Ubiquitous computing is a model of computing in which computer functions are integrated into everyday life, often in an invisible way. The model requires both small, inexpensive computers and wired and wireless ("dumb") devices connected to larger computers. A household controlled by ubiquitous computing might have remote-controlled lighting, automated sprinklers, a home entertainment center, devices to monitor the health of occupants, and a refrigerator that warns occupants about stale or spoiled food products.
The proponents of ubiquitous computing envision a progression in computing functionality from the primacy of desktop computing, with its focus on programming and publishing, to an age of "natural" computing, wherein computers are accepted and utilized in all aspects of work and leisure. Rapid changes in technology, combined with an increasingly mobile society, ensure that the average person is continually challenged to use unfamiliar electrical and mechanical devices. This requires that devices operate in accordance with the intuition of the user, and serving that intuition requires computing power. Ubiquitous computing is, therefore, (arguably) not a dream in need of pursuit, but a predictable outgrowth of technical solutions to societal trends.
Modern devices that may serve the ubiq...
Modern devices that may serve the ubiquitous computing model include mobile phones, digital audio players, radio-frequency identification tags and interactive whiteboards (Greenfield, 2006 & Hansmann, 2003).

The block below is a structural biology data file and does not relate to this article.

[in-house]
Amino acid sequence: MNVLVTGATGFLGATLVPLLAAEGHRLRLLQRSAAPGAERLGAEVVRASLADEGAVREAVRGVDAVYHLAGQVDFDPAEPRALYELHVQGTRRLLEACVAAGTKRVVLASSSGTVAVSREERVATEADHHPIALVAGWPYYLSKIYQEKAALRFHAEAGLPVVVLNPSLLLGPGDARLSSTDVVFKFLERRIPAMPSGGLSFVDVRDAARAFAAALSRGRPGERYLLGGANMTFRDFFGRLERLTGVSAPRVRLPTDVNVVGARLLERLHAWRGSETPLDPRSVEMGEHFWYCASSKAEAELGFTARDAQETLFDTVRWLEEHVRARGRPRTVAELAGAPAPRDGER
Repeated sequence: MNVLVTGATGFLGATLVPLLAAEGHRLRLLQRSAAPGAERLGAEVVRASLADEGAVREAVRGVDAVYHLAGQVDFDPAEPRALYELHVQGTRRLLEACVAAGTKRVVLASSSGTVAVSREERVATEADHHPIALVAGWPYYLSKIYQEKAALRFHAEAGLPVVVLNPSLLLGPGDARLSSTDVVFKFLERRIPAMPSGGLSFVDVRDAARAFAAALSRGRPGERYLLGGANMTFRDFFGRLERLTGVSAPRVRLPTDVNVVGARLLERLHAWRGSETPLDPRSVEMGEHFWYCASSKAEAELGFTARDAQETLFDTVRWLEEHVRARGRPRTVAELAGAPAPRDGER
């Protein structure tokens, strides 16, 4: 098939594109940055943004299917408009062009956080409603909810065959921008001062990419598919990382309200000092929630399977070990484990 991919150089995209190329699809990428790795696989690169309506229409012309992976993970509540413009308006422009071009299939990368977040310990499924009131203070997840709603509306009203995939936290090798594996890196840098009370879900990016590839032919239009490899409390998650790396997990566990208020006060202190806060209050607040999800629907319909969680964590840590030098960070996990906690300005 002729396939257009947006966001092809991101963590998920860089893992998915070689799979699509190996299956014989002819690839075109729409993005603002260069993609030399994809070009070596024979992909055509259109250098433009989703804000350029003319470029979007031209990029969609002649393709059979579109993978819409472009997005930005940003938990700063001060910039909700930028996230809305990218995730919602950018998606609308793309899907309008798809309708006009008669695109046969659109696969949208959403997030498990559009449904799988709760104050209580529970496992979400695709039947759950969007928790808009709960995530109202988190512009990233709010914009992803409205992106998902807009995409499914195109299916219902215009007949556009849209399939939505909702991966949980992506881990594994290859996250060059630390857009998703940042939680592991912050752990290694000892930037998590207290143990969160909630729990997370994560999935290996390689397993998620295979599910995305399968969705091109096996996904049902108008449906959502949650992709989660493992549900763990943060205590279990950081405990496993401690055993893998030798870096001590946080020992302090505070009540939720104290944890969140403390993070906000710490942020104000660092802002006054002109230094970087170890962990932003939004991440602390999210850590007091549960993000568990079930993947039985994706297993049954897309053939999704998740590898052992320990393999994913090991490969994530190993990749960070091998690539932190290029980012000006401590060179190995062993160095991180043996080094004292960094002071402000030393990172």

Context aware computing is one of the main themes in ubiquitous computing. In practice, certain types of context, such as location, identity, time and activity are more important than others (Dey, 2000). Since the early 1990's much research effort has been
Focused on how to acquire, refine, and use location context information (Hightower, 2001). Traditional location-sensing systems rely on either explicit or implicit means of localization. In explicit localization, the user must wear or carry a device or tag which is used to locate them, while implicit localization systems do not require instrumenting the user. Most implicit localization systems use computer vision to track users. We are interested in the use of sound source localization, arguing that understanding the location of sound sources can be valuable for context aware computing. Sound events are often associated with human activities, but little effort in the ubiquitous computing community has tried to exploit this.
There are social concerns when sensing video and audio in the home environment.
When the actual information retrieved is not the rich signal that a human would see or
hear, there is potential for alleviating those concerns. We designed a sound source
localization (SSL) system which locates sound events in the environment using microphone arrays (Xuehai Bian and Gregory D. Abowd). The only information extracted in this case is solely the location of sound sources. Our system is based on a standard SSL algorithm which uses the time of delay method and PHAse Transform (PHAT) filtering in the